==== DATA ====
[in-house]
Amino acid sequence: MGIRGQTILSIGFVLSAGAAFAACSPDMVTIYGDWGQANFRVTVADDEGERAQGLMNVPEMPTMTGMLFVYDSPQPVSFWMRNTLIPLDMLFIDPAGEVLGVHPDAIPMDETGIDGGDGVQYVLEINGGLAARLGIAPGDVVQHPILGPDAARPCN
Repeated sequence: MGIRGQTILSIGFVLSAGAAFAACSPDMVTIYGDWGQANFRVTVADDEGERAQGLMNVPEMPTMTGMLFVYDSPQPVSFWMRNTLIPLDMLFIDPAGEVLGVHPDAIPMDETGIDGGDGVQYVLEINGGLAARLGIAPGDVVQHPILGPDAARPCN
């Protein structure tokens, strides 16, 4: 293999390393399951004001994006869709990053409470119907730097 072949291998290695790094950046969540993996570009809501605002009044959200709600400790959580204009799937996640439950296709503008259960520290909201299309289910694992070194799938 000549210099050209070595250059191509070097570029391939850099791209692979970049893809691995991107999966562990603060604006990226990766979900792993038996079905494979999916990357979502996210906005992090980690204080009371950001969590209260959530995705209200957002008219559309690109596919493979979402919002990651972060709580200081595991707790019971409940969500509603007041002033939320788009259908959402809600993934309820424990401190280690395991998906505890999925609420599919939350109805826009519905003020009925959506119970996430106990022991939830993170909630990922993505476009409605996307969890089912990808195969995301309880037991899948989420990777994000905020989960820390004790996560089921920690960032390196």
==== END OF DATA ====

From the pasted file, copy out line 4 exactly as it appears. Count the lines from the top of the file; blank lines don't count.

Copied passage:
């Protein structure tokens, strides 16, 4: 293999390393399951004001994006869709990053409470119907730097 072949291998290695790094950046969540993996570009809501605002009044959200709600400790959580204009799937996640439950296709503008259960520290909201299309289910694992070194799938 000549210099050209070595250059191509070097570029391939850099791209692979970049893809691995991107999966562990603060604006990226990766979900792993038996079905494979999916990357979502996210906005992090980690204080009371950001969590209260959530995705209200957002008219559309690109596919493979979402919002990651972060709580200081595991707790019971409940969500509603007041002033939320788009259908959402809600993934309820424990401190280690395991998906505890999925609420599919939350109805826009519905003020009925959506119970996430106990022991939830993170909630990922993505476009409605996307969890089912990808195969995301309880037991899948989420990777994000905020989960820390004790996560089921920690960032390196």